Patriot or Traitor: The Life and Death of Sir Walter Ralegh

Written by Anna Beer
Review by Nicky Moxey

It’s said that good non-fiction should be as gripping as a tense murder-mystery. With this fascinating biography, Anna Beer has indeed met that standard. My knowledge of Walter Ralegh was vague, to say the least – a cloak across a puddle, playing bowls as the Armada arrived, one of Elizabeth’s favourites; and a dastardly pirate. Ms Beer shows us his meteoric rise in the Queen’s service, and paints a vivid picture of the personalities and the culture of the time. Ralegh’s skill as a poet was just as important as his ability to lead expeditions to South America; and Ms Beer gives us windows into Ralegh’s soul through his own words, or the writings of others at court. He had many enemies, and King James’ ascension to the throne was the last straw in Ralegh’s fall, although he made one last throw of the dice…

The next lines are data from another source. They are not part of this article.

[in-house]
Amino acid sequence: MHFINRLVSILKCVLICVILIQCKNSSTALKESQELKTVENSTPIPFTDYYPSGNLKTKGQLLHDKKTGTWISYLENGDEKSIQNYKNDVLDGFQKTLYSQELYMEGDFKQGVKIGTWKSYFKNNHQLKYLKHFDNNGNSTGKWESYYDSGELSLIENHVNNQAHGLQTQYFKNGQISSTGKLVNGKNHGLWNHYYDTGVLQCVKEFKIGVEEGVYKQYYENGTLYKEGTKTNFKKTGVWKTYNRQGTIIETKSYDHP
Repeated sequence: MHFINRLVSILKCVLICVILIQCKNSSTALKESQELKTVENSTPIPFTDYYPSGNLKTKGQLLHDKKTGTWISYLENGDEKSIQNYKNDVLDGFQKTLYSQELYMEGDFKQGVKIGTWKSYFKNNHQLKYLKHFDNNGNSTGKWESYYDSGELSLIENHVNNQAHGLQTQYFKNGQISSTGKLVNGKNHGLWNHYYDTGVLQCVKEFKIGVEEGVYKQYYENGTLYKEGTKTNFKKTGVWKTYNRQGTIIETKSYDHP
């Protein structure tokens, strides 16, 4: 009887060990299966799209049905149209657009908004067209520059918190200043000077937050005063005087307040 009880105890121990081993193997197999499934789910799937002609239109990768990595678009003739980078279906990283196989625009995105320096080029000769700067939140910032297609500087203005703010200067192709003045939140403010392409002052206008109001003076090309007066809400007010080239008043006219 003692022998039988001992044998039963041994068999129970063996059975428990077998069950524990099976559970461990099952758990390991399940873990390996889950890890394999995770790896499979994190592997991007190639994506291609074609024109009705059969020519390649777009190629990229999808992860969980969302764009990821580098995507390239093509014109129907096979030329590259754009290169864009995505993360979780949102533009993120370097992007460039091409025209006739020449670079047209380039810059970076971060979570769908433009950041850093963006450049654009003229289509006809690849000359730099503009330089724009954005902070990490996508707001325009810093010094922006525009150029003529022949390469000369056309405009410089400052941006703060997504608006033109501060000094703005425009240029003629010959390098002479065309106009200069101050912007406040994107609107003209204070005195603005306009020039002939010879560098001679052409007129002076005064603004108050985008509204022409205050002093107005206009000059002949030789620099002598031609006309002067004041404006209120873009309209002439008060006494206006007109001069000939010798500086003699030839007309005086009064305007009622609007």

Ralegh’s portrait is on the book’s cover, deep brown eyes staring straight at you; handsome, cultured, enigmatic, melancholy. Anna Beer’s book paints his picture, warts and all, with a great deal of affection, and sets him firmly in his context. If you are interested in the Elizabethan or early Stuart ages, you should read it.